Tamia  Walter

Tamia Walter

1595350140

Explaining Microservices and Service Mesh with Istio

Application builds when broken down into multiple smaller service components, are known as microservices. When compared to the traditional Monolithic way, a Microservice Architecture treats each microservice as a standalone entity/module, essentially helping to ease the maintenance of its code and related infrastructure. Each microservice of an application can be written in a different technology stack, and further be deployed, optimized and managed independently.

Though in theory, a Microservice Architecture specifically benefits build of complex large-scale applications, however, it is also widely used for small-scale application builds (for example, a simple shopping cart) - with an eye to scale further.

Benefits of a Microservice Architecture

  • Individual microservices within an application can be developed and deployed through different technology stacks.
  • Each microservice can be optimized, deployed or scaled independently.
  • Better fault handling and error detection.

Benefits of a Microservice Architecture

  • Individual microservices within an application can be developed and deployed through different technology stacks.
  • Each microservice can be optimized, deployed or scaled independently.
  • Better fault handling and error detection.

Components of a Microservice Architecture

A modern cloud-native application running on Microservice Architecture relies on the following critical components:

  • Containerization (through platforms like Docker) - for effective management and deployment of services by breaking them into multiple processes.
  • Orchestration (through platforms like Kubernetes) - for configuration, assignment and management of available system resources to services.
  • Service Mesh (through platforms like Istio) - for inter-service communication through a mesh of service- proxies to connect, manage and secure microservices.

The above three are the most important components of a microservice architecture that allow applications in a cloud-native stack to scale under load and perform even during partial failures of the cloud environment.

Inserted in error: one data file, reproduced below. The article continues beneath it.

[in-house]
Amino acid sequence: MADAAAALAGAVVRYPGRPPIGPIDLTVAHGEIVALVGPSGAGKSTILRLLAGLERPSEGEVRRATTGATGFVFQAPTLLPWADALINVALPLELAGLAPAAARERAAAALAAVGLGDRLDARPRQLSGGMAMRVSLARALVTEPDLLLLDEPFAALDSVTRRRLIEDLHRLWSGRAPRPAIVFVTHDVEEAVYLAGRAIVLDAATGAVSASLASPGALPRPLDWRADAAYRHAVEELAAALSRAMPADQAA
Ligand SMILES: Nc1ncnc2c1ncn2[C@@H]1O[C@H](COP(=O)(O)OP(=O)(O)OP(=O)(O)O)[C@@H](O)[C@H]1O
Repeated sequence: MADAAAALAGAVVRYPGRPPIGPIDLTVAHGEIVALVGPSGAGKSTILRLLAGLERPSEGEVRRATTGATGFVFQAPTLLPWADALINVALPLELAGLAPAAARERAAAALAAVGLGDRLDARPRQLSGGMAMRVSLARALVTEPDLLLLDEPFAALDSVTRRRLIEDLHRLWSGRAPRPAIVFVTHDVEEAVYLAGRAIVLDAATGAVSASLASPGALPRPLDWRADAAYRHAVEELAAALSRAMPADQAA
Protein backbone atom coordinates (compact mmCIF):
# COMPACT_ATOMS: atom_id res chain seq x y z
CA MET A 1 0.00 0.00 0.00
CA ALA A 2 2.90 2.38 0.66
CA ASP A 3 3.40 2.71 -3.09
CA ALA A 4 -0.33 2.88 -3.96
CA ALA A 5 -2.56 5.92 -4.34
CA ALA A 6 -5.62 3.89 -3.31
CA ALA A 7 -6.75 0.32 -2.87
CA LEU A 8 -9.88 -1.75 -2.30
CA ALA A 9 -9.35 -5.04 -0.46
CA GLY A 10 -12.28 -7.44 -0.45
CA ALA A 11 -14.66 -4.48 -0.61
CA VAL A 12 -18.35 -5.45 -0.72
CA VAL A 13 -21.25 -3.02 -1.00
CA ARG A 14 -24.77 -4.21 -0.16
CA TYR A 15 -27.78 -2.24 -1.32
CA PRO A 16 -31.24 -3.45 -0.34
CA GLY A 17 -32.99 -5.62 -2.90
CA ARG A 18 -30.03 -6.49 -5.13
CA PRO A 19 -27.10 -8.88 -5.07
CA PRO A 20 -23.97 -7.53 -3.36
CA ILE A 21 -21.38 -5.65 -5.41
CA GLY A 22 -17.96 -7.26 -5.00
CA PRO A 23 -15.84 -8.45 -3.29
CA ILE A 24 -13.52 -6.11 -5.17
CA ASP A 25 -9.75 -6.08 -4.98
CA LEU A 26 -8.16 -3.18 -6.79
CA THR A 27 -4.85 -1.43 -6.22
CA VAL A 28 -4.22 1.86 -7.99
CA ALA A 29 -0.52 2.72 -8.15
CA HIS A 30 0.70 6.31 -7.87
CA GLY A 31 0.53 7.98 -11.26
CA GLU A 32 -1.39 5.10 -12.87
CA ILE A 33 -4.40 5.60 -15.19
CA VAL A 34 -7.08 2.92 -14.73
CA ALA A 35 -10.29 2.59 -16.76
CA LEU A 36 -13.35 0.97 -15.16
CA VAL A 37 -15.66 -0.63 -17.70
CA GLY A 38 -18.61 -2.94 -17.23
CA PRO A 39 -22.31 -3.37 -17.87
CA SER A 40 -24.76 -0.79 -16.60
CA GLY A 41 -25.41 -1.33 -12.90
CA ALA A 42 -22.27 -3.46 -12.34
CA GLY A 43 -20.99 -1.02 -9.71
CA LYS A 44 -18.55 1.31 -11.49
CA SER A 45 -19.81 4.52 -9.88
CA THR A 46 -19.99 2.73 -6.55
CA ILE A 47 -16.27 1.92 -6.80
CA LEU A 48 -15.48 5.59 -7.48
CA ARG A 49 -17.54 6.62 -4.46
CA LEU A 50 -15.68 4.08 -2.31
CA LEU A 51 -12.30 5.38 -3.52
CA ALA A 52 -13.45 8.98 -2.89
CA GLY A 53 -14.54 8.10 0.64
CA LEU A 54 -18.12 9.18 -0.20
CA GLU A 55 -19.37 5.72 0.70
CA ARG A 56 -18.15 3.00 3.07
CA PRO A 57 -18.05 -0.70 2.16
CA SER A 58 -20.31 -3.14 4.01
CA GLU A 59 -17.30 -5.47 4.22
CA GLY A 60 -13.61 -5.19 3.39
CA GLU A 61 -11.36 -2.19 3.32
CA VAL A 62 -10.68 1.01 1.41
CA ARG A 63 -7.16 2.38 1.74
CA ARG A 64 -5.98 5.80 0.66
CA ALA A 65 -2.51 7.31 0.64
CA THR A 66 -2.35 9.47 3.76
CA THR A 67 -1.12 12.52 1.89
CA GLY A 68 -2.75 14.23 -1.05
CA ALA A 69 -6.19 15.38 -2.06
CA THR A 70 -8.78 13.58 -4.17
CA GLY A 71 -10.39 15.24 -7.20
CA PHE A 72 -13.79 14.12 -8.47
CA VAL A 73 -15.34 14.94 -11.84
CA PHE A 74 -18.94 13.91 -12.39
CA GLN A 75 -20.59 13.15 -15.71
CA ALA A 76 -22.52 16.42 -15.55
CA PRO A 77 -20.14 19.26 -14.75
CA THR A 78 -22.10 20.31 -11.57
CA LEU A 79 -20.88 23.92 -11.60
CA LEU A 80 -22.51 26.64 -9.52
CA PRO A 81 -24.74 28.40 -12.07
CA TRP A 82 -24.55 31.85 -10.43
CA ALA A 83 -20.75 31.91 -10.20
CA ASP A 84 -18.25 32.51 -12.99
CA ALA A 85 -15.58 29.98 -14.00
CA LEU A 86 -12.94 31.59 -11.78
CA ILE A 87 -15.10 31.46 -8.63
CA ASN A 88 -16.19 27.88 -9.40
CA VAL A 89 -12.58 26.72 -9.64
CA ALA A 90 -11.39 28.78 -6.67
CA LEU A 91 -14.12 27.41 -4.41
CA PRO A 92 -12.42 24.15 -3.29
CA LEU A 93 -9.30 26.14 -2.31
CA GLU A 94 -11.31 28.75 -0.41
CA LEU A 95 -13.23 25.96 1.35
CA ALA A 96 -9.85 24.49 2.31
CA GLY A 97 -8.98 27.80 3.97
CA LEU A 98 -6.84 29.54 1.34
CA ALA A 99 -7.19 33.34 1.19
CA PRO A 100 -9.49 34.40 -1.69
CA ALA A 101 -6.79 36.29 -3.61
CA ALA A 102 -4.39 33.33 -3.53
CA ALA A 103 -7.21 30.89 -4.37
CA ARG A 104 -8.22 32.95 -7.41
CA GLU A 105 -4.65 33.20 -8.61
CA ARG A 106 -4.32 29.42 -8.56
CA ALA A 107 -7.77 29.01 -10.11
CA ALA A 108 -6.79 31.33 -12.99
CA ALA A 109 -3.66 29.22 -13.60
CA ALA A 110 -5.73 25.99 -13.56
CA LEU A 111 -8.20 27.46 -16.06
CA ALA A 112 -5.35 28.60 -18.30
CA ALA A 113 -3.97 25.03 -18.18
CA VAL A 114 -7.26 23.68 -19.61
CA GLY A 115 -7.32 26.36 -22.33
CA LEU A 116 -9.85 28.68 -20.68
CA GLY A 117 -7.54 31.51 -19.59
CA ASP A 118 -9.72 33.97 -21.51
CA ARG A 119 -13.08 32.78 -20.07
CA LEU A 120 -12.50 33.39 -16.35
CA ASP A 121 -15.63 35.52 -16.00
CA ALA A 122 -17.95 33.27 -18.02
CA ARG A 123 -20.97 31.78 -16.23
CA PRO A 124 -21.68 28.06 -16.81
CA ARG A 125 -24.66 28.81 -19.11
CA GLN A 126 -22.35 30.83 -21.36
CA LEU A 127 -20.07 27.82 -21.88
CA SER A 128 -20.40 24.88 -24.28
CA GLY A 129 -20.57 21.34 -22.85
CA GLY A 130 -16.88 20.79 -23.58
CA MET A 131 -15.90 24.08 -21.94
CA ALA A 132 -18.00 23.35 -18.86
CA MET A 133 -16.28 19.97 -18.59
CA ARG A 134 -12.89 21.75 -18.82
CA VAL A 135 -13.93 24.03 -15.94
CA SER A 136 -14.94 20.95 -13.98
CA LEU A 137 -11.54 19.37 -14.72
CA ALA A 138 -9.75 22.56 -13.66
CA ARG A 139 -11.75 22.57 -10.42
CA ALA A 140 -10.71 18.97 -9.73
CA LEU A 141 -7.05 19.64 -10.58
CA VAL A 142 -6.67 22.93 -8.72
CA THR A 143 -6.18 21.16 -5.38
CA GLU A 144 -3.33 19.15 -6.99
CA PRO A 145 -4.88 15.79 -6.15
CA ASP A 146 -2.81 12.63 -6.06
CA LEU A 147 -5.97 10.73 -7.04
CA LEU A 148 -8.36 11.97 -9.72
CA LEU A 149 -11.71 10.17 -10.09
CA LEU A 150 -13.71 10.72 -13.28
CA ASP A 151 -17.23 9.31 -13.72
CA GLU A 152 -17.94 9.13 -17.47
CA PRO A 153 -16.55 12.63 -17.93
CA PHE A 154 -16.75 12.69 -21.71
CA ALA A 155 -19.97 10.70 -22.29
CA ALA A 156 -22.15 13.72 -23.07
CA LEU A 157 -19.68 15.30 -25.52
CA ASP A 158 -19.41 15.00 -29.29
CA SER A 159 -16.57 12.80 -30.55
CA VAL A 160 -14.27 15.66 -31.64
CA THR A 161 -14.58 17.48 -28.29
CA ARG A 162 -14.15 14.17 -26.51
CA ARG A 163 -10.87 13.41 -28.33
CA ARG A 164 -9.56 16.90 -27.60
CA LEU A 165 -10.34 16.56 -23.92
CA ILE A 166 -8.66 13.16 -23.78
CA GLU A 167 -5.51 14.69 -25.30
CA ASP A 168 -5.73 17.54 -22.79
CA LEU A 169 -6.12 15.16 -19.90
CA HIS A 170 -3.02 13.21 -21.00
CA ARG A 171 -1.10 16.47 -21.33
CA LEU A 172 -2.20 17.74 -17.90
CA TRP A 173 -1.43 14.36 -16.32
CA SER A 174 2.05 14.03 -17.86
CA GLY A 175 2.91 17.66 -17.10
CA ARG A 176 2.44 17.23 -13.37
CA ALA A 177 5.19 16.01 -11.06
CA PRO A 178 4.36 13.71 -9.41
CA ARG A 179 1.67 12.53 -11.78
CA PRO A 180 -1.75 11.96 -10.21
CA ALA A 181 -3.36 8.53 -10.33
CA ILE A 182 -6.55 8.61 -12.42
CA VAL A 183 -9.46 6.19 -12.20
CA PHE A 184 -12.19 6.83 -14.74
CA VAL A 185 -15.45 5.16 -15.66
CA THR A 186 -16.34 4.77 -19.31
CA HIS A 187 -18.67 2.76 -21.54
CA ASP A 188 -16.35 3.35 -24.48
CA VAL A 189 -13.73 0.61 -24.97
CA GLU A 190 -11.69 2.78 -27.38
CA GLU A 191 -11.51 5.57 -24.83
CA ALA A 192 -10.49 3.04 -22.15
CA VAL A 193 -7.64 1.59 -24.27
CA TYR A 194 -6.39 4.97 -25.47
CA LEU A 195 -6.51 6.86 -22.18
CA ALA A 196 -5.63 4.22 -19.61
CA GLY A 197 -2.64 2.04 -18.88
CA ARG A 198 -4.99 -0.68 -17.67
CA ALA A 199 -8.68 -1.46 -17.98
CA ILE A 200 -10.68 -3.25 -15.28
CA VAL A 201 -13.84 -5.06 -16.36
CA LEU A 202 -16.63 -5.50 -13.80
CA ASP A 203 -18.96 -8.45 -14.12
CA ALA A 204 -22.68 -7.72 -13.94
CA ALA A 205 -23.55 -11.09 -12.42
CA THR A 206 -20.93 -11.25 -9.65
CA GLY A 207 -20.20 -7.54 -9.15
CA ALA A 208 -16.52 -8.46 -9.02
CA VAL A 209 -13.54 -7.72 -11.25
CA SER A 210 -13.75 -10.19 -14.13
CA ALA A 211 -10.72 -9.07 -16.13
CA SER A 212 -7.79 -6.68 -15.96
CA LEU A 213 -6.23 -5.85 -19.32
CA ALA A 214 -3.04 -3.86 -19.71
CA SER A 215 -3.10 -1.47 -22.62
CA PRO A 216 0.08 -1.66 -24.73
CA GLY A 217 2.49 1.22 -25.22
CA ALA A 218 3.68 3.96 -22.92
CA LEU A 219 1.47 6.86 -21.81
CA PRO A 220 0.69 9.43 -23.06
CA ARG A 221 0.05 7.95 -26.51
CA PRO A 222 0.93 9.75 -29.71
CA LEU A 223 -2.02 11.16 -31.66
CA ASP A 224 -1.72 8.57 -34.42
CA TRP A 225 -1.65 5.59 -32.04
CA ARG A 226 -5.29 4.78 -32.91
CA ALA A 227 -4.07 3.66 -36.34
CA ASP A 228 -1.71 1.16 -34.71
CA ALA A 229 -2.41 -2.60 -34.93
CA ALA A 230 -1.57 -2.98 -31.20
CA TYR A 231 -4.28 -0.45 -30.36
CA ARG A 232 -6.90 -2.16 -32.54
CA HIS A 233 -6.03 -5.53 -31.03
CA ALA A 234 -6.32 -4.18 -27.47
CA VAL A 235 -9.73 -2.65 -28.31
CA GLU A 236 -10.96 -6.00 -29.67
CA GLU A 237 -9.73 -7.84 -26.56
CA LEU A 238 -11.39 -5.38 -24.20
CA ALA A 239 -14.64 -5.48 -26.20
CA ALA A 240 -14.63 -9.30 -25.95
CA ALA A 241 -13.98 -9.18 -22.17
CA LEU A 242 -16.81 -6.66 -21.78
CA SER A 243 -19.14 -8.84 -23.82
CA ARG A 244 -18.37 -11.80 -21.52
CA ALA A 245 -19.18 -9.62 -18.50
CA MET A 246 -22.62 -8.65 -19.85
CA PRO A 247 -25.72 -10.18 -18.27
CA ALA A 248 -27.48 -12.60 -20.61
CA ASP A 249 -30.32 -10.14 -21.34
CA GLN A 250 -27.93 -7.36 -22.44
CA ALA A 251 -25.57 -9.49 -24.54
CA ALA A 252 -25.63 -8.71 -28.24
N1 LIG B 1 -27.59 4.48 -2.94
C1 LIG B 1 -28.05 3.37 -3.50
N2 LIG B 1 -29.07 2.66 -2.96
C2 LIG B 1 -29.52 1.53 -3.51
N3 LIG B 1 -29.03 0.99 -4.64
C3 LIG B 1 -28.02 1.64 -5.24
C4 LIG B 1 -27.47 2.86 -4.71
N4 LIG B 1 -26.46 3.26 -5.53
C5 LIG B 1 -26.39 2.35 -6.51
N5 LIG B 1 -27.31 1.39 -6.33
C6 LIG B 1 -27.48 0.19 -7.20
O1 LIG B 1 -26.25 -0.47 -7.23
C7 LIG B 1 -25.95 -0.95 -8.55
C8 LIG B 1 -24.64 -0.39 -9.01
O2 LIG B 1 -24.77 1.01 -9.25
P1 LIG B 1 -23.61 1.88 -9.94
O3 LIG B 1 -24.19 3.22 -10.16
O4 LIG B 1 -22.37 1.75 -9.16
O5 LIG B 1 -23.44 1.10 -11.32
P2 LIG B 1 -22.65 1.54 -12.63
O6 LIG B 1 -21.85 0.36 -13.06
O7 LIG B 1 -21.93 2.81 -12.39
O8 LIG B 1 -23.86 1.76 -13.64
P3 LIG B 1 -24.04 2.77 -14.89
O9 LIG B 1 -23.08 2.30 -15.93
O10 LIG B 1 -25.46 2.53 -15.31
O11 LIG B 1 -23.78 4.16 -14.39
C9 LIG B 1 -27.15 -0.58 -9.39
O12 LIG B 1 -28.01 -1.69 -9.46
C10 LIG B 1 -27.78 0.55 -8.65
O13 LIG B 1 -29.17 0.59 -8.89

Complexities of a Microservice Architecture

A large application when broken down to multiple microservices, each using a different technology stack (language, DB, etc.), requiring multiple environments to form a complex architecture to manage. Though Docker containerization helps to manage and deploy individual microservices by breaking each into multiple processes running in separate Docker Containers, the inter-services communication remains critically complicated as you have to deal with the overall system health, fault tolerance and multiple points of failure.

Let us understand this by how a shopping cart works on a Microservice Architecture. Microservices here would relate to the inventory database, the payment gateway service, the product suggestion algorithm based on the customer’s access history, etc. While all these services remain a stand-alone mini-module theoritically, they do need to interact among each other. It is important to note that a service-to-service communication is what makes microservices possible.

Why Do We Need a Service Mesh?

Now that you know the importance of a service-to-service communication in a microservice architecture, it seems apparent that the communication channel remains fault-free, secured, highly-available and robust. This is where a service mesh comes in as an infrastructure component, which ensures a controlled service-to-service communication by implementing multiple service proxies. A Service Mesh is responsible for fine-tuning communication among different services rather than adding new functionalities.

In a Service Mesh, proxies deployed alongside individual services enabling inter-service communication is widely known as the Sidecar Pattern. The sidecars (proxies) might be designed to handle any functionalities critical to inter-service communication like load balancing, circuit breaking, service discovery, etc.

Through a Service Mesh, you can:

  • Maintain, configure and secure all service-to-service communications among all or selected microservices of an application.
  • Configure and perform network functions within microservices such as network resiliency, load balancing, circuit breaking, service discovery, etc.
  • Network functions are maintained and implemented as a separate entity from the business logic, fulfilling the need of a dedicated layer for service-to-service communication decoupling from application code.
  • As a result, developers can focus on the application’s business logic, while all or most of the work related to network communication is handled by the service mesh.
  • Since a microservice to service mesh proxy communication is always on top of standard protocols such as HTTP1.x/2.x, gRPC, etc., developers can use any technology to develop individual services.

#serverless #microservice architecture #cloud native #istio #service mesh